Monday, September 30, 2002

Last night, I watched a news segment on 60 Minutes that discussed the desire of broadcast networks to appeal to the 18-49 year-old demographic segment. Networks continue to create more and more shows directed at young people, even though the over-49 age group is the fastest growing demographic segment, older people watch more television, and these people are wealthier with more money to spend on consumer products.

The explanation on 60 Minutes given for this phenomenon was television shows are created and programmed to appeal to the available advertising dollars. The advertising money is in promoting movies, video games, fast food, beer, and soft drinks--all things that appeal to younger people, so the show claimed. This sounds like a reasonable explanation; however, the program never gave the commonly-accepted reason why advertising to younger people is so desirable to advertisers and why advertisers will pay a premium to reach younger television viewers.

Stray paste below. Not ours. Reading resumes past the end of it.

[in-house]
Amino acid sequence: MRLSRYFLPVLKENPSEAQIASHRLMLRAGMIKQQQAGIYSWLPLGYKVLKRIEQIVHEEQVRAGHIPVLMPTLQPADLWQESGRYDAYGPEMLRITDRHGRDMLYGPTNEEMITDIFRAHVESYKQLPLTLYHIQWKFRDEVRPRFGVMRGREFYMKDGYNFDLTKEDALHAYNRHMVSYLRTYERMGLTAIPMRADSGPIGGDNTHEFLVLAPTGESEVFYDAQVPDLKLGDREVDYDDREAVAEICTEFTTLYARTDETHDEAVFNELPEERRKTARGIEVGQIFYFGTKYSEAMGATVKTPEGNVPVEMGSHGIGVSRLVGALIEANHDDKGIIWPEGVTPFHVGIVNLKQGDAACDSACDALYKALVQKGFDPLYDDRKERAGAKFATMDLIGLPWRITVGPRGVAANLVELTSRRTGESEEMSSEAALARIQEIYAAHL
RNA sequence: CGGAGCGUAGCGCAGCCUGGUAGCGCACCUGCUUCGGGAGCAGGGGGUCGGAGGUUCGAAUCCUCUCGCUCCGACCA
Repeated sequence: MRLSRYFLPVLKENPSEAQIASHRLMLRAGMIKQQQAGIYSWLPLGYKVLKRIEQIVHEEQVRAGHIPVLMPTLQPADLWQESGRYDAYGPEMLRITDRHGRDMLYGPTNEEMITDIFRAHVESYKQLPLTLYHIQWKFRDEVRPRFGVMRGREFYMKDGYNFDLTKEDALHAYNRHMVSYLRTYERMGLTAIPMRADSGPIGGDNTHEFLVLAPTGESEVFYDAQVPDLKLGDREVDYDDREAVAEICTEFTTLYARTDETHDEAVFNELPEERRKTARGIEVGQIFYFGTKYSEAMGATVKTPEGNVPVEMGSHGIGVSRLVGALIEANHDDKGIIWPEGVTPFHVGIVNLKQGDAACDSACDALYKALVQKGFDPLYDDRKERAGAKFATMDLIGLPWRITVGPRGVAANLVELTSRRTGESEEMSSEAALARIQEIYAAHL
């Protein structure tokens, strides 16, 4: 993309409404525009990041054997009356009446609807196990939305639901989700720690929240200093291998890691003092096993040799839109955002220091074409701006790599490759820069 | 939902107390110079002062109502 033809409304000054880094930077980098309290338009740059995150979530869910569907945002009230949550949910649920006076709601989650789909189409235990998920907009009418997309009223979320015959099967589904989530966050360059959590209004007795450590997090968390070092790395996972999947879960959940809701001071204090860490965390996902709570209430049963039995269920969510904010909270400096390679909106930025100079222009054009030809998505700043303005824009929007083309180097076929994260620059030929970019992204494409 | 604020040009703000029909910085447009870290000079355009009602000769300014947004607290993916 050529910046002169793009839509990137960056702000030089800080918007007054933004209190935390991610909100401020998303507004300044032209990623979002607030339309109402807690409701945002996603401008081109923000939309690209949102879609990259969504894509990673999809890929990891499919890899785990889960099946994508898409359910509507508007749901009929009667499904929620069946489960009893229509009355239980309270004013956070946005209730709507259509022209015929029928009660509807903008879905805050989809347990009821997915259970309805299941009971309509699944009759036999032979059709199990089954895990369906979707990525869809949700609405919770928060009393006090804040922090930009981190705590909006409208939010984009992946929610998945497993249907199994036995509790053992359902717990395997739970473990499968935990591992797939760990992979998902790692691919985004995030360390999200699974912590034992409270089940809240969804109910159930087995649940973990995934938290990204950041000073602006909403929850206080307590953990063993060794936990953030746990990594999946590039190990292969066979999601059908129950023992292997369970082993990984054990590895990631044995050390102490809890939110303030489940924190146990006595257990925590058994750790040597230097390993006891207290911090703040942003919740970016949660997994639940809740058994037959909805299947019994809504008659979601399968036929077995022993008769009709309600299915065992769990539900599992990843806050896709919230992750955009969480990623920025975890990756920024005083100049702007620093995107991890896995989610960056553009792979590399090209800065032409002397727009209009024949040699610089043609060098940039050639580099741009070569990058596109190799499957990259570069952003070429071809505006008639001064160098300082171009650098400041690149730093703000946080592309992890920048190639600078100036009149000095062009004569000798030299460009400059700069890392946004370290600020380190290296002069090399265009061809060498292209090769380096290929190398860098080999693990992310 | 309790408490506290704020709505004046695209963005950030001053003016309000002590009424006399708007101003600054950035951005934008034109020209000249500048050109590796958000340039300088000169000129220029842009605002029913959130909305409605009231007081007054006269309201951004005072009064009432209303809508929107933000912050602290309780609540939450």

The reason major advertisers want younger people viewing their advertisements is because younger people are less likely to have developed solid brand preferences. The older someone is the more likely he or she is to drink Coca-Cola, and only Coca-Cola. This brand loyalty makes it harder to sway people to switch brands and try new products.

At no time during the 15 minutes segment did 60 Minutes mention this idea of brand loyalty. Big Media just can't seem to get it right when it comes to reporting on business and economics.